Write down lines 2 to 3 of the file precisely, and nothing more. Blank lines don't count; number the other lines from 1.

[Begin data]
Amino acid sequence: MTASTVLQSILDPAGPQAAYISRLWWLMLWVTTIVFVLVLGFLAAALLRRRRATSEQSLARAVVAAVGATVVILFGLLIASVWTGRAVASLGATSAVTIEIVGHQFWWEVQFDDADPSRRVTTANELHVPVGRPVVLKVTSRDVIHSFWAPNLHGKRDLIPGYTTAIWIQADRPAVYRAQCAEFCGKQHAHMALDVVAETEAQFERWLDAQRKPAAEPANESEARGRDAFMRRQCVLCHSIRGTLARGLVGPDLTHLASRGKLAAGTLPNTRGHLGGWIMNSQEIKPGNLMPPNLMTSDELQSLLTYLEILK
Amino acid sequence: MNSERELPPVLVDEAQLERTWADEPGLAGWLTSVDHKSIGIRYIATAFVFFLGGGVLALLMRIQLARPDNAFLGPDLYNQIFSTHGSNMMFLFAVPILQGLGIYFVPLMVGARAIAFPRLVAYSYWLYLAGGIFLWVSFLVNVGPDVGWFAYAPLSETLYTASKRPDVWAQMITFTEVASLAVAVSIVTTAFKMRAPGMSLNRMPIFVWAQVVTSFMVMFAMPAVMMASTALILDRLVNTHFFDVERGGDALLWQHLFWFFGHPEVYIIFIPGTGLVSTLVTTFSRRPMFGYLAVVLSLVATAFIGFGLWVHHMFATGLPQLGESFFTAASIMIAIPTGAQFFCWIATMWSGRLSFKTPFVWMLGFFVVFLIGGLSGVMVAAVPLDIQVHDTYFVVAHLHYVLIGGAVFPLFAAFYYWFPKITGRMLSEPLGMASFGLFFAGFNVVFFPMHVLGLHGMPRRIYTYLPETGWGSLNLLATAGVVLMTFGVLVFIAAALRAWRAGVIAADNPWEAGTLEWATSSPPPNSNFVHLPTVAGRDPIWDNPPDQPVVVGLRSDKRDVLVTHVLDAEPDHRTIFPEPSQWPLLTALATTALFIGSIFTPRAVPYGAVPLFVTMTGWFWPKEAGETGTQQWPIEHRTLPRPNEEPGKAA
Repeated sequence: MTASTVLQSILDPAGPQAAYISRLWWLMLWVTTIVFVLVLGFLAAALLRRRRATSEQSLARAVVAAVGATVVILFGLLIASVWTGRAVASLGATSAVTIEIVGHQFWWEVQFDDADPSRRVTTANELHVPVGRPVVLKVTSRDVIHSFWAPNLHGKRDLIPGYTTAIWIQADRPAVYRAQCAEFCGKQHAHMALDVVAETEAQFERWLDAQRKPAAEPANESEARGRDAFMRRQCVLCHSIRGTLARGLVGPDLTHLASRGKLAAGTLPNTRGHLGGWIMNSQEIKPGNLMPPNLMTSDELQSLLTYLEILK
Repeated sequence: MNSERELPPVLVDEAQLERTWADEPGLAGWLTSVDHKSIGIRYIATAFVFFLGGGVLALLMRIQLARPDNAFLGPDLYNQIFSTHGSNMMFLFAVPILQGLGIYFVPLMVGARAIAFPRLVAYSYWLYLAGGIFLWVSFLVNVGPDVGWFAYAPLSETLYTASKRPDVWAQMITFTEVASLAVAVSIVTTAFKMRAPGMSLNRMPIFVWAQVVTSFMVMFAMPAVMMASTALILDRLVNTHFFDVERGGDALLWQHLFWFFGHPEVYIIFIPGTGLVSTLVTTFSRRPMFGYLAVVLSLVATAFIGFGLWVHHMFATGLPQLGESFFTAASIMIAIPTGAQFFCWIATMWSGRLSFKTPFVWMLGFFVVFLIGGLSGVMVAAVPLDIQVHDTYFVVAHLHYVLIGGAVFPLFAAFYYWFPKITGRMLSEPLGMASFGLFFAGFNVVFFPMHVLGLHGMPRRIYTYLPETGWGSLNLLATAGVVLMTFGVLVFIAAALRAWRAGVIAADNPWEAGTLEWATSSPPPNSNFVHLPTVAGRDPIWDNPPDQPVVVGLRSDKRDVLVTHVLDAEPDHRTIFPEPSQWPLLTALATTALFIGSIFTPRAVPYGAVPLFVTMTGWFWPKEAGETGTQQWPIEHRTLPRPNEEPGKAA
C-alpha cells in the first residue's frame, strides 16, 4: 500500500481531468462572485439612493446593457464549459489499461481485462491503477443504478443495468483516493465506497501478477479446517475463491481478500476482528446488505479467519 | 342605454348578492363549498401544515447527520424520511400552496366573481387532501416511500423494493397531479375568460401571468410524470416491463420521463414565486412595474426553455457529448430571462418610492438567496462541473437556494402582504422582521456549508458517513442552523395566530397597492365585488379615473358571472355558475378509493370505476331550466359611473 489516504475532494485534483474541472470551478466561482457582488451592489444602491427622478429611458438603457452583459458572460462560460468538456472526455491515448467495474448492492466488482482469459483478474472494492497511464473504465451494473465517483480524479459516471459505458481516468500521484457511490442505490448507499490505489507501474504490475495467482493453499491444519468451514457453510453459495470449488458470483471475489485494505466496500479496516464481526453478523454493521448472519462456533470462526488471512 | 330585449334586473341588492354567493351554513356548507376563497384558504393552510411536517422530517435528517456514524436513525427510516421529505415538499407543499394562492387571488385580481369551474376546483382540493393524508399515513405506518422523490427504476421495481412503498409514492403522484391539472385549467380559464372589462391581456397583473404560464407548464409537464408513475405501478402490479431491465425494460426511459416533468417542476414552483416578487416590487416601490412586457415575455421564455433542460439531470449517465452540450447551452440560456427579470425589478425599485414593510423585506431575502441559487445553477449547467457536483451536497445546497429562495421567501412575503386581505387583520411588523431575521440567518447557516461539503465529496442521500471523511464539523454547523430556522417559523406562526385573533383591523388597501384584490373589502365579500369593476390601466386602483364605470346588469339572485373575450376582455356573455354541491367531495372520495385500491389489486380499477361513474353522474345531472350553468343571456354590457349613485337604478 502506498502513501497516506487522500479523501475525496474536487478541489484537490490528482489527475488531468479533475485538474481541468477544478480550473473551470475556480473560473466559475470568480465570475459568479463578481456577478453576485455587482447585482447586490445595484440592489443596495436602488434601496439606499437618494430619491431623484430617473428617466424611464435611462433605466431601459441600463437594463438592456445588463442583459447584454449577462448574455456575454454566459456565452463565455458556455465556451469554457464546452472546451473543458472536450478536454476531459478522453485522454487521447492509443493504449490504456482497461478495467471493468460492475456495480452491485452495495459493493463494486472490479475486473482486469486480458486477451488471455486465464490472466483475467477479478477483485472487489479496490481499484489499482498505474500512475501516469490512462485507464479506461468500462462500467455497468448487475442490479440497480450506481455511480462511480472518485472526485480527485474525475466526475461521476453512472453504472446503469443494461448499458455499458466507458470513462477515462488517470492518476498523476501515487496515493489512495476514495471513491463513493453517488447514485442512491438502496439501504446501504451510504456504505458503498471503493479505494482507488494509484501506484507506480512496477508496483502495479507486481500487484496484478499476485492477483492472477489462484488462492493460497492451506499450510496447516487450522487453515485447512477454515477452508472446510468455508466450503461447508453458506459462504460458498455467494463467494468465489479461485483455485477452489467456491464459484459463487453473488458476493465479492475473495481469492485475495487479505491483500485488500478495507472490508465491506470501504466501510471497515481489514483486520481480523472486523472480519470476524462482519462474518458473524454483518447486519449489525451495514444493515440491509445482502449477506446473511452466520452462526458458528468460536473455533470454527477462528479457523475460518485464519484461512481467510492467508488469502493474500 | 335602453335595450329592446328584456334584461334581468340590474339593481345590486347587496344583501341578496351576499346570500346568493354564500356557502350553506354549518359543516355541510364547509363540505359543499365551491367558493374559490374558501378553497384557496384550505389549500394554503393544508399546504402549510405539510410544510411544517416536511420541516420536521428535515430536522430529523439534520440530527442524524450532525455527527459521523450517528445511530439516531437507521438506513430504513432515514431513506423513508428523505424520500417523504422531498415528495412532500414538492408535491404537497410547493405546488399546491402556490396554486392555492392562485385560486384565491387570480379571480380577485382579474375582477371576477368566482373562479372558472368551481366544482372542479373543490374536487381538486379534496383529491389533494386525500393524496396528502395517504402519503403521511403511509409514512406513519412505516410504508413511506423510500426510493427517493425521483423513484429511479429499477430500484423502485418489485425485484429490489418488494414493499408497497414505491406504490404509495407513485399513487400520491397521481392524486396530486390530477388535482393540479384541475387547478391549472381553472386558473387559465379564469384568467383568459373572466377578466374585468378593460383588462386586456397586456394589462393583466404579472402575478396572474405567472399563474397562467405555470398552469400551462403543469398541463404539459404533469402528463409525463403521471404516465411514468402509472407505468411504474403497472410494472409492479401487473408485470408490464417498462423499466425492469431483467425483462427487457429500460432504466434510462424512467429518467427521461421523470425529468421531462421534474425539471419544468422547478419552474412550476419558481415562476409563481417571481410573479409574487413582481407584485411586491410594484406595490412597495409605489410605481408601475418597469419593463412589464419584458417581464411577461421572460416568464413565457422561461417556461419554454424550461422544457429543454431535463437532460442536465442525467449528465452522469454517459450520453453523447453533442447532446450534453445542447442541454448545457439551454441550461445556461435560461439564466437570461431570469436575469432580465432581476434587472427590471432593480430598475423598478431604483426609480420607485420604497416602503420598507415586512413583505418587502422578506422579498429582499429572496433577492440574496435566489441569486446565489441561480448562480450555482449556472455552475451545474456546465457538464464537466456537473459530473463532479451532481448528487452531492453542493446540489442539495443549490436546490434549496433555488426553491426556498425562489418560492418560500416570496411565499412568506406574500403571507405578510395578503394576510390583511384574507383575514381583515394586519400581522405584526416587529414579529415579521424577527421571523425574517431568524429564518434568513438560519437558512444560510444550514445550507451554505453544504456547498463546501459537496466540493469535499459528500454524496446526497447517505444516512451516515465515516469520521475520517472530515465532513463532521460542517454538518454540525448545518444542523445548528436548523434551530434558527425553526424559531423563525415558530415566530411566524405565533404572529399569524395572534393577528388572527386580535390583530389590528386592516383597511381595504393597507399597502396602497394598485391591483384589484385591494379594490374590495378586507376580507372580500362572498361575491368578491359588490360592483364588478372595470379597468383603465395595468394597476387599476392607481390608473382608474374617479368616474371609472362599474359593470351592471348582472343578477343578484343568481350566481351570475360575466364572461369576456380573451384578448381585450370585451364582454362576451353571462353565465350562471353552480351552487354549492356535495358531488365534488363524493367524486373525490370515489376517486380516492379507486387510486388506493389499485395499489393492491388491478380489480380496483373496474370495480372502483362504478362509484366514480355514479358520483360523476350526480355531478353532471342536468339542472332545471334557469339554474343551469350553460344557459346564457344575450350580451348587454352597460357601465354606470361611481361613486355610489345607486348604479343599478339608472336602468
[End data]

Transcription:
Amino acid sequence: MNSERELPPVLVDEAQLERTWADEPGLAGWLTSVDHKSIGIRYIATAFVFFLGGGVLALLMRIQLARPDNAFLGPDLYNQIFSTHGSNMMFLFAVPILQGLGIYFVPLMVGARAIAFPRLVAYSYWLYLAGGIFLWVSFLVNVGPDVGWFAYAPLSETLYTASKRPDVWAQMITFTEVASLAVAVSIVTTAFKMRAPGMSLNRMPIFVWAQVVTSFMVMFAMPAVMMASTALILDRLVNTHFFDVERGGDALLWQHLFWFFGHPEVYIIFIPGTGLVSTLVTTFSRRPMFGYLAVVLSLVATAFIGFGLWVHHMFATGLPQLGESFFTAASIMIAIPTGAQFFCWIATMWSGRLSFKTPFVWMLGFFVVFLIGGLSGVMVAAVPLDIQVHDTYFVVAHLHYVLIGGAVFPLFAAFYYWFPKITGRMLSEPLGMASFGLFFAGFNVVFFPMHVLGLHGMPRRIYTYLPETGWGSLNLLATAGVVLMTFGVLVFIAAALRAWRAGVIAADNPWEAGTLEWATSSPPPNSNFVHLPTVAGRDPIWDNPPDQPVVVGLRSDKRDVLVTHVLDAEPDHRTIFPEPSQWPLLTALATTALFIGSIFTPRAVPYGAVPLFVTMTGWFWPKEAGETGTQQWPIEHRTLPRPNEEPGKAA
Repeated sequence: MTASTVLQSILDPAGPQAAYISRLWWLMLWVTTIVFVLVLGFLAAALLRRRRATSEQSLARAVVAAVGATVVILFGLLIASVWTGRAVASLGATSAVTIEIVGHQFWWEVQFDDADPSRRVTTANELHVPVGRPVVLKVTSRDVIHSFWAPNLHGKRDLIPGYTTAIWIQADRPAVYRAQCAEFCGKQHAHMALDVVAETEAQFERWLDAQRKPAAEPANESEARGRDAFMRRQCVLCHSIRGTLARGLVGPDLTHLASRGKLAAGTLPNTRGHLGGWIMNSQEIKPGNLMPPNLMTSDELQSLLTYLEILK